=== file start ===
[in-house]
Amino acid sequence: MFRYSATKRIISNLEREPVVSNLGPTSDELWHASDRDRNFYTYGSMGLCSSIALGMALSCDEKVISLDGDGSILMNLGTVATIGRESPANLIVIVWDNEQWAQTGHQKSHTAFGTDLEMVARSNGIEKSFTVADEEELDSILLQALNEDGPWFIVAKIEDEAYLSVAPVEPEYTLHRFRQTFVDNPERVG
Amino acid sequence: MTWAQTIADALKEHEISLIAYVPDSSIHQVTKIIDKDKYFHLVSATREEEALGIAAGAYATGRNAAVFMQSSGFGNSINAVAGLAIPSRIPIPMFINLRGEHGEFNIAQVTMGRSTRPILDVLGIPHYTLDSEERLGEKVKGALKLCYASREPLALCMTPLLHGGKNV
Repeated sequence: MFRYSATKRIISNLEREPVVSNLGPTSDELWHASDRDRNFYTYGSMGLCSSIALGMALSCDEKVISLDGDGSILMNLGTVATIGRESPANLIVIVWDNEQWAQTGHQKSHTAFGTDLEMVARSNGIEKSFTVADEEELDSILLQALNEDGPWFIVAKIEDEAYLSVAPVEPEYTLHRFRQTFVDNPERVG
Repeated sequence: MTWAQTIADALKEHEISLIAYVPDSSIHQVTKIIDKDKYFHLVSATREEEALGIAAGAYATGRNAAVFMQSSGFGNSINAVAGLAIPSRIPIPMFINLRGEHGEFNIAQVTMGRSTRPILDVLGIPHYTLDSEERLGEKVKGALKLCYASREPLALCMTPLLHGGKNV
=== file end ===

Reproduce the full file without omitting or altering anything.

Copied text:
[in-house]
Amino acid sequence: MFRYSATKRIISNLEREPVVSNLGPTSDELWHASDRDRNFYTYGSMGLCSSIALGMALSCDEKVISLDGDGSILMNLGTVATIGRESPANLIVIVWDNEQWAQTGHQKSHTAFGTDLEMVARSNGIEKSFTVADEEELDSILLQALNEDGPWFIVAKIEDEAYLSVAPVEPEYTLHRFRQTFVDNPERVG
Amino acid sequence: MTWAQTIADALKEHEISLIAYVPDSSIHQVTKIIDKDKYFHLVSATREEEALGIAAGAYATGRNAAVFMQSSGFGNSINAVAGLAIPSRIPIPMFINLRGEHGEFNIAQVTMGRSTRPILDVLGIPHYTLDSEERLGEKVKGALKLCYASREPLALCMTPLLHGGKNV
Repeated sequence: MFRYSATKRIISNLEREPVVSNLGPTSDELWHASDRDRNFYTYGSMGLCSSIALGMALSCDEKVISLDGDGSILMNLGTVATIGRESPANLIVIVWDNEQWAQTGHQKSHTAFGTDLEMVARSNGIEKSFTVADEEELDSILLQALNEDGPWFIVAKIEDEAYLSVAPVEPEYTLHRFRQTFVDNPERVG
Repeated sequence: MTWAQTIADALKEHEISLIAYVPDSSIHQVTKIIDKDKYFHLVSATREEEALGIAAGAYATGRNAAVFMQSSGFGNSINAVAGLAIPSRIPIPMFINLRGEHGEFNIAQVTMGRSTRPILDVLGIPHYTLDSEERLGEKVKGALKLCYASREPLALCMTPLLHGGKNV